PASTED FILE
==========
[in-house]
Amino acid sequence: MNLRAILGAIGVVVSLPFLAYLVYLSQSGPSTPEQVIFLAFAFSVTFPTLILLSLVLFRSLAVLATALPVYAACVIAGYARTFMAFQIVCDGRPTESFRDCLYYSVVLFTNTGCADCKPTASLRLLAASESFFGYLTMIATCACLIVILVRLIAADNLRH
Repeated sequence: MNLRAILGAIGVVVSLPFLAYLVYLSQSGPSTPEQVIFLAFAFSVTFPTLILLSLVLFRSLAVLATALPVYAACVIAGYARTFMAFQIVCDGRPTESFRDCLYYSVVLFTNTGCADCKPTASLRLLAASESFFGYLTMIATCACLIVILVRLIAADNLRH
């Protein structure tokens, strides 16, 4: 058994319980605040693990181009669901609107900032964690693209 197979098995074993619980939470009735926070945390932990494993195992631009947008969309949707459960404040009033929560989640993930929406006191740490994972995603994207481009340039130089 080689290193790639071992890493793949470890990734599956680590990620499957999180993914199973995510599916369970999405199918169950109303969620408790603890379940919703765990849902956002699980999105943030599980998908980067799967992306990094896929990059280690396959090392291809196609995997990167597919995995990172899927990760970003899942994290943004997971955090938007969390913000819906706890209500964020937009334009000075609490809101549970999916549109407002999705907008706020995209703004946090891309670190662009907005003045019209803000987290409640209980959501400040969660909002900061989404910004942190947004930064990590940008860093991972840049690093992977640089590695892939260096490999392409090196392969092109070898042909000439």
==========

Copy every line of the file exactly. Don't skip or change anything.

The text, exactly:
[in-house]
Amino acid sequence: MNLRAILGAIGVVVSLPFLAYLVYLSQSGPSTPEQVIFLAFAFSVTFPTLILLSLVLFRSLAVLATALPVYAACVIAGYARTFMAFQIVCDGRPTESFRDCLYYSVVLFTNTGCADCKPTASLRLLAASESFFGYLTMIATCACLIVILVRLIAADNLRH
Repeated sequence: MNLRAILGAIGVVVSLPFLAYLVYLSQSGPSTPEQVIFLAFAFSVTFPTLILLSLVLFRSLAVLATALPVYAACVIAGYARTFMAFQIVCDGRPTESFRDCLYYSVVLFTNTGCADCKPTASLRLLAASESFFGYLTMIATCACLIVILVRLIAADNLRH
């Protein structure tokens, strides 16, 4: 058994319980605040693990181009669901609107900032964690693209 197979098995074993619980939470009735926070945390932990494993195992631009947008969309949707459960404040009033929560989640993930929406006191740490994972995603994207481009340039130089 080689290193790639071992890493793949470890990734599956680590990620499957999180993914199973995510599916369970999405199918169950109303969620408790603890379940919703765990849902956002699980999105943030599980998908980067799967992306990094896929990059280690396959090392291809196609995997990167597919995995990172899927990760970003899942994290943004997971955090938007969390913000819906706890209500964020937009334009000075609490809101549970999916549109407002999705907008706020995209703004946090891309670190662009907005003045019209803000987290409640209980959501400040969660909002900061989404910004942190947004930064990590940008860093991972840049690093992977640089590695892939260096490999392409090196392969092109070898042909000439």